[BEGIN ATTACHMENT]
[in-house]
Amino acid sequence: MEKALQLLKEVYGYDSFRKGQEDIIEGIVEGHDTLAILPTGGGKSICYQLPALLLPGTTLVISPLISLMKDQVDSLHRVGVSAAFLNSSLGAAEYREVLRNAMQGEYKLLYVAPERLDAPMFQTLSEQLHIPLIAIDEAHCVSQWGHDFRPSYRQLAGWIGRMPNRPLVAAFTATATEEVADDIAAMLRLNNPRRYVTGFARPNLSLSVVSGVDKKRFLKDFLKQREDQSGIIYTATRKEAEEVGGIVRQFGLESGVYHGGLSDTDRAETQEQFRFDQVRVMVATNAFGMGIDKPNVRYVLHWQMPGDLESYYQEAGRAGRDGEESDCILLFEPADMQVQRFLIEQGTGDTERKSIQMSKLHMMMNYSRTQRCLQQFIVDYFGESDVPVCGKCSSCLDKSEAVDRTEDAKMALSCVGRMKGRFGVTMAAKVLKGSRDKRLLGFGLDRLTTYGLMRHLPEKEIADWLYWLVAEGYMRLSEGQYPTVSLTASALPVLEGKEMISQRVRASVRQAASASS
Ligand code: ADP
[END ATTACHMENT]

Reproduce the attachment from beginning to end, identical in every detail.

[in-house]
Amino acid sequence: MEKALQLLKEVYGYDSFRKGQEDIIEGIVEGHDTLAILPTGGGKSICYQLPALLLPGTTLVISPLISLMKDQVDSLHRVGVSAAFLNSSLGAAEYREVLRNAMQGEYKLLYVAPERLDAPMFQTLSEQLHIPLIAIDEAHCVSQWGHDFRPSYRQLAGWIGRMPNRPLVAAFTATATEEVADDIAAMLRLNNPRRYVTGFARPNLSLSVVSGVDKKRFLKDFLKQREDQSGIIYTATRKEAEEVGGIVRQFGLESGVYHGGLSDTDRAETQEQFRFDQVRVMVATNAFGMGIDKPNVRYVLHWQMPGDLESYYQEAGRAGRDGEESDCILLFEPADMQVQRFLIEQGTGDTERKSIQMSKLHMMMNYSRTQRCLQQFIVDYFGESDVPVCGKCSSCLDKSEAVDRTEDAKMALSCVGRMKGRFGVTMAAKVLKGSRDKRLLGFGLDRLTTYGLMRHLPEKEIADWLYWLVAEGYMRLSEGQYPTVSLTASALPVLEGKEMISQRVRASVRQAASASS
Ligand code: ADP